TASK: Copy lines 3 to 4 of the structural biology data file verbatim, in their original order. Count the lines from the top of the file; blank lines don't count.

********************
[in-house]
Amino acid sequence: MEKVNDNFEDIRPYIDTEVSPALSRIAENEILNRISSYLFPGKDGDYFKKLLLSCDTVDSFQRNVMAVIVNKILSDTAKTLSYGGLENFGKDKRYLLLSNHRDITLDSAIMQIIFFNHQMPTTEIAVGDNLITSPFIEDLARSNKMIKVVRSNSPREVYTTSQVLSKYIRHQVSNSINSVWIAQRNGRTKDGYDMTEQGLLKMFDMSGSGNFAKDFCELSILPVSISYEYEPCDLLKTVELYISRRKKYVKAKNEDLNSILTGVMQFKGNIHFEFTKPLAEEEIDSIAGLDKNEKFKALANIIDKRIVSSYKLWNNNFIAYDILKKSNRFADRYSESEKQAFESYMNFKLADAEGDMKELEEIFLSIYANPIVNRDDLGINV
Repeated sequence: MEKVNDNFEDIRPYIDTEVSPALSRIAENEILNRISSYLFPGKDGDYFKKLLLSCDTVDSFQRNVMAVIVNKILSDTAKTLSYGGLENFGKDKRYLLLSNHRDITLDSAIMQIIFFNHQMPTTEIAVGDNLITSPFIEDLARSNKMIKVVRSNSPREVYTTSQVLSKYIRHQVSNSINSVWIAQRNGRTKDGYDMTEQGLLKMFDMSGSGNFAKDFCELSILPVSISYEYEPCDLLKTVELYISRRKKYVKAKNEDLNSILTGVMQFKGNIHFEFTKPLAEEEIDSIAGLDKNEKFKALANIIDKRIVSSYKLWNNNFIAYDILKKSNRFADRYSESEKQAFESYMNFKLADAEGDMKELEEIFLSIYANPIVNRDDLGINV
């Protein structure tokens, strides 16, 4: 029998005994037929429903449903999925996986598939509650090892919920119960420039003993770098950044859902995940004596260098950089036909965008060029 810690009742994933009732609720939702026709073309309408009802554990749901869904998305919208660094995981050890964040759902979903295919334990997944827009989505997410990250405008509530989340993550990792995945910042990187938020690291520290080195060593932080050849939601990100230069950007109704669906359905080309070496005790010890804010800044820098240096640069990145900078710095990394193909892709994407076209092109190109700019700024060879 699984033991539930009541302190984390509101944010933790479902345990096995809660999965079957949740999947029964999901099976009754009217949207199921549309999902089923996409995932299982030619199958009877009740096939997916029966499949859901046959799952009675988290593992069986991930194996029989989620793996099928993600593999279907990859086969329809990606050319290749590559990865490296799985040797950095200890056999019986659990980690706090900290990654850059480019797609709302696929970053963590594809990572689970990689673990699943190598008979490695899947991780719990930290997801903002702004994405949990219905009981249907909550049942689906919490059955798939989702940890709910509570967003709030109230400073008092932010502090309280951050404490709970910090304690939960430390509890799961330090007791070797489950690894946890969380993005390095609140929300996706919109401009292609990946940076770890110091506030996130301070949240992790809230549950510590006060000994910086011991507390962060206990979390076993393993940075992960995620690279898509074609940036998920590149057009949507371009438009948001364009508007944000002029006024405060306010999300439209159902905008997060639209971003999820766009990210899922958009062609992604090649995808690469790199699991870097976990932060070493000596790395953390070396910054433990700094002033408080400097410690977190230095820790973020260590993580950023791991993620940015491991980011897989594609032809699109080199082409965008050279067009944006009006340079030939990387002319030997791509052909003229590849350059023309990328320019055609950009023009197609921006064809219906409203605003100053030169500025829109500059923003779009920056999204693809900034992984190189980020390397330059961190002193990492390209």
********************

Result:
Repeated sequence: MEKVNDNFEDIRPYIDTEVSPALSRIAENEILNRISSYLFPGKDGDYFKKLLLSCDTVDSFQRNVMAVIVNKILSDTAKTLSYGGLENFGKDKRYLLLSNHRDITLDSAIMQIIFFNHQMPTTEIAVGDNLITSPFIEDLARSNKMIKVVRSNSPREVYTTSQVLSKYIRHQVSNSINSVWIAQRNGRTKDGYDMTEQGLLKMFDMSGSGNFAKDFCELSILPVSISYEYEPCDLLKTVELYISRRKKYVKAKNEDLNSILTGVMQFKGNIHFEFTKPLAEEEIDSIAGLDKNEKFKALANIIDKRIVSSYKLWNNNFIAYDILKKSNRFADRYSESEKQAFESYMNFKLADAEGDMKELEEIFLSIYANPIVNRDDLGINV
């Protein structure tokens, strides 16, 4: 029998005994037929429903449903999925996986598939509650090892919920119960420039003993770098950044859902995940004596260098950089036909965008060029 810690009742994933009732609720939702026709073309309408009802554990749901869904998305919208660094995981050890964040759902979903295919334990997944827009989505997410990250405008509530989340993550990792995945910042990187938020690291520290080195060593932080050849939601990100230069950007109704669906359905080309070496005790010890804010800044820098240096640069990145900078710095990394193909892709994407076209092109190109700019700024060879 699984033991539930009541302190984390509101944010933790479902345990096995809660999965079957949740999947029964999901099976009754009217949207199921549309999902089923996409995932299982030619199958009877009740096939997916029966499949859901046959799952009675988290593992069986991930194996029989989620793996099928993600593999279907990859086969329809990606050319290749590559990865490296799985040797950095200890056999019986659990980690706090900290990654850059480019797609709302696929970053963590594809990572689970990689673990699943190598008979490695899947991780719990930290997801903002702004994405949990219905009981249907909550049942689906919490059955798939989702940890709910509570967003709030109230400073008092932010502090309280951050404490709970910090304690939960430390509890799961330090007791070797489950690894946890969380993005390095609140929300996706919109401009292609990946940076770890110091506030996130301070949240992790809230549950510590006060000994910086011991507390962060206990979390076993393993940075992960995620690279898509074609940036998920590149057009949507371009438009948001364009508007944000002029006024405060306010999300439209159902905008997060639209971003999820766009990210899922958009062609992604090649995808690469790199699991870097976990932060070493000596790395953390070396910054433990700094002033408080400097410690977190230095820790973020260590993580950023791991993620940015491991980011897989594609032809699109080199082409965008050279067009944006009006340079030939990387002319030997791509052909003229590849350059023309990328320019055609950009023009197609921006064809219906409203605003100053030169500025829109500059923003779009920056999204693809900034992984190189980020390397330059961190002193990492390209």